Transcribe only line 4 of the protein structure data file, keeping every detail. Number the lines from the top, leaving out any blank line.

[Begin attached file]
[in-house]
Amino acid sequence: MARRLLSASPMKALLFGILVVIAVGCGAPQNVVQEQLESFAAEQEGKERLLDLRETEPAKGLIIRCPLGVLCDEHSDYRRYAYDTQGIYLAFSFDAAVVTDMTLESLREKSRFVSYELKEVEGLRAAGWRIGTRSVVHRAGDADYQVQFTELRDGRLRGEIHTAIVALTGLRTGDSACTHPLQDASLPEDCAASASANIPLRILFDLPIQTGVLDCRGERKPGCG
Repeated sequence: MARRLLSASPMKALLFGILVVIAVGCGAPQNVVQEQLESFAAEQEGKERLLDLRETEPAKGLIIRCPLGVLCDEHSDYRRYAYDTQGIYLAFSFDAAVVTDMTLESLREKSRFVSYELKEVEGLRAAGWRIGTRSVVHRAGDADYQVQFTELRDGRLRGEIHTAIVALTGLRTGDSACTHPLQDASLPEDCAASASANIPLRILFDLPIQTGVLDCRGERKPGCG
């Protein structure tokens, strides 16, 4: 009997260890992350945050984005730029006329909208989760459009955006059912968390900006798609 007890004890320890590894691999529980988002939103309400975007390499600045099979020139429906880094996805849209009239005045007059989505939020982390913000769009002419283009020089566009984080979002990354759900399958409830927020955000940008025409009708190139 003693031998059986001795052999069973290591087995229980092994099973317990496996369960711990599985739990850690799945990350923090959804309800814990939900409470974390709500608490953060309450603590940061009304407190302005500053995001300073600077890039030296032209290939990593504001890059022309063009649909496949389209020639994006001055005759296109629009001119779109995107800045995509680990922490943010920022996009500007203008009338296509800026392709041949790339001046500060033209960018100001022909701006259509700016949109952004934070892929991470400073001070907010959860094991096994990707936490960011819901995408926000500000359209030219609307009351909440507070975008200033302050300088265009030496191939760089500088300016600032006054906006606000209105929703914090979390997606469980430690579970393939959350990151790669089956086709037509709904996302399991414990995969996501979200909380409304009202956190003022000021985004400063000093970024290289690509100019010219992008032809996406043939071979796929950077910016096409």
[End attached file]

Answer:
């Protein structure tokens, strides 16, 4: 009997260890992350945050984005730029006329909208989760459009955006059912968390900006798609 007890004890320890590894691999529980988002939103309400975007390499600045099979020139429906880094996805849209009239005045007059989505939020982390913000769009002419283009020089566009984080979002990354759900399958409830927020955000940008025409009708190139 003693031998059986001795052999069973290591087995229980092994099973317990496996369960711990599985739990850690799945990350923090959804309800814990939900409470974390709500608490953060309450603590940061009304407190302005500053995001300073600077890039030296032209290939990593504001890059022309063009649909496949389209020639994006001055005759296109629009001119779109995107800045995509680990922490943010920022996009500007203008009338296509800026392709041949790339001046500060033209960018100001022909701006259509700016949109952004934070892929991470400073001070907010959860094991096994990707936490960011819901995408926000500000359209030219609307009351909440507070975008200033302050300088265009030496191939760089500088300016600032006054906006606000209105929703914090979390997606469980430690579970393939959350990151790669089956086709037509709904996302399991414990995969996501979200909380409304009202956190003022000021985004400063000093970024290289690509100019010219992008032809996406043939071979796929950077910016096409």